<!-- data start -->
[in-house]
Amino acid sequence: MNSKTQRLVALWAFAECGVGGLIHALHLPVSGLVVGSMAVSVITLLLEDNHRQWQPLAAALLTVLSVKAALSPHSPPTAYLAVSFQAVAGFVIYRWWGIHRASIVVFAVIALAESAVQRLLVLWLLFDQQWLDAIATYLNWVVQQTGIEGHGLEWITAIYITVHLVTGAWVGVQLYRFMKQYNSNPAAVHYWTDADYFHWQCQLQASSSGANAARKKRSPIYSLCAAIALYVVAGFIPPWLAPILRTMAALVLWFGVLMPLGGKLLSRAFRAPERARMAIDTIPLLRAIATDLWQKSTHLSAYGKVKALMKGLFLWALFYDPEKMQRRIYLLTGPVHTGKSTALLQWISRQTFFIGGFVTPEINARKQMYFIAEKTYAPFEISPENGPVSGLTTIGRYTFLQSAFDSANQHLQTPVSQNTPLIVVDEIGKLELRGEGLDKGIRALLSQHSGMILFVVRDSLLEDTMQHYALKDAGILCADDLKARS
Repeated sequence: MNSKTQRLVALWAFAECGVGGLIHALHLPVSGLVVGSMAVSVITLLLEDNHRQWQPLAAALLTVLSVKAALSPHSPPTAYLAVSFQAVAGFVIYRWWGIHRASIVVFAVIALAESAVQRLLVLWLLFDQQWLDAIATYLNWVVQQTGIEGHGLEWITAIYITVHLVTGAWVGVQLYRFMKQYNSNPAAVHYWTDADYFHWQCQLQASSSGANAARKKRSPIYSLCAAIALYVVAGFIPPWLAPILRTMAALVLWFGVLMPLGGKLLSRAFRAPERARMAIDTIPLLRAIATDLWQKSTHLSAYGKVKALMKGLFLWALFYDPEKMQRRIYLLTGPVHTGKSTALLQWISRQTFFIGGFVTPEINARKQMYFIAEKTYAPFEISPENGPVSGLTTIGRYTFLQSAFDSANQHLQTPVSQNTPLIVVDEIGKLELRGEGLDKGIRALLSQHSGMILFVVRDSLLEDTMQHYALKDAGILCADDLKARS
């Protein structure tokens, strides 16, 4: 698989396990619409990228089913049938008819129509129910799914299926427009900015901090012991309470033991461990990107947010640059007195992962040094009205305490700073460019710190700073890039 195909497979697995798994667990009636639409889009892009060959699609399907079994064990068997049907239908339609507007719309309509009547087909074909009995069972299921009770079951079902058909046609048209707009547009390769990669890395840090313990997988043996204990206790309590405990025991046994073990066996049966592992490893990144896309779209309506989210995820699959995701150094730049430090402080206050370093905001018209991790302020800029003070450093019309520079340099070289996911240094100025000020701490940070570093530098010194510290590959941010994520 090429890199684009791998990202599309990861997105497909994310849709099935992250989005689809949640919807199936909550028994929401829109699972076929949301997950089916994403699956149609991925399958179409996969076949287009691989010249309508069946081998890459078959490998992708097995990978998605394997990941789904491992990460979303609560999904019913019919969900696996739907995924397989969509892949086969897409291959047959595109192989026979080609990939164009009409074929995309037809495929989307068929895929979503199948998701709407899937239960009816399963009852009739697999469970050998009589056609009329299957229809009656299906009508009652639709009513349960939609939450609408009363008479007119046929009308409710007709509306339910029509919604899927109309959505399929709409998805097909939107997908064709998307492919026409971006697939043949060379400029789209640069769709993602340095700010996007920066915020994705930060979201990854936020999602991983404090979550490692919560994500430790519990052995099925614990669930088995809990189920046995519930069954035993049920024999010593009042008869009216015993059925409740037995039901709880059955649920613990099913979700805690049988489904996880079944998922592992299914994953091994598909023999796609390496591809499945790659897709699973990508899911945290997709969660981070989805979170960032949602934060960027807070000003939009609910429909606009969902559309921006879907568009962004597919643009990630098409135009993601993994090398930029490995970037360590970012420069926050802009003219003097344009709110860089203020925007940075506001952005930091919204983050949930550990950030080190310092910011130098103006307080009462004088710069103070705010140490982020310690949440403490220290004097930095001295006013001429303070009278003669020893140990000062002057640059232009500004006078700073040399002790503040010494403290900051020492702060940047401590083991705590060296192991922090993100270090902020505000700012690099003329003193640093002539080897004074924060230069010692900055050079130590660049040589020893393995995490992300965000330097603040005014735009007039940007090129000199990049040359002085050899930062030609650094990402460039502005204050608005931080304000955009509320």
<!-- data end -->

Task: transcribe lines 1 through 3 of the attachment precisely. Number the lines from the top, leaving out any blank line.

[in-house]
Amino acid sequence: MNSKTQRLVALWAFAECGVGGLIHALHLPVSGLVVGSMAVSVITLLLEDNHRQWQPLAAALLTVLSVKAALSPHSPPTAYLAVSFQAVAGFVIYRWWGIHRASIVVFAVIALAESAVQRLLVLWLLFDQQWLDAIATYLNWVVQQTGIEGHGLEWITAIYITVHLVTGAWVGVQLYRFMKQYNSNPAAVHYWTDADYFHWQCQLQASSSGANAARKKRSPIYSLCAAIALYVVAGFIPPWLAPILRTMAALVLWFGVLMPLGGKLLSRAFRAPERARMAIDTIPLLRAIATDLWQKSTHLSAYGKVKALMKGLFLWALFYDPEKMQRRIYLLTGPVHTGKSTALLQWISRQTFFIGGFVTPEINARKQMYFIAEKTYAPFEISPENGPVSGLTTIGRYTFLQSAFDSANQHLQTPVSQNTPLIVVDEIGKLELRGEGLDKGIRALLSQHSGMILFVVRDSLLEDTMQHYALKDAGILCADDLKARS
Repeated sequence: MNSKTQRLVALWAFAECGVGGLIHALHLPVSGLVVGSMAVSVITLLLEDNHRQWQPLAAALLTVLSVKAALSPHSPPTAYLAVSFQAVAGFVIYRWWGIHRASIVVFAVIALAESAVQRLLVLWLLFDQQWLDAIATYLNWVVQQTGIEGHGLEWITAIYITVHLVTGAWVGVQLYRFMKQYNSNPAAVHYWTDADYFHWQCQLQASSSGANAARKKRSPIYSLCAAIALYVVAGFIPPWLAPILRTMAALVLWFGVLMPLGGKLLSRAFRAPERARMAIDTIPLLRAIATDLWQKSTHLSAYGKVKALMKGLFLWALFYDPEKMQRRIYLLTGPVHTGKSTALLQWISRQTFFIGGFVTPEINARKQMYFIAEKTYAPFEISPENGPVSGLTTIGRYTFLQSAFDSANQHLQTPVSQNTPLIVVDEIGKLELRGEGLDKGIRALLSQHSGMILFVVRDSLLEDTMQHYALKDAGILCADDLKARS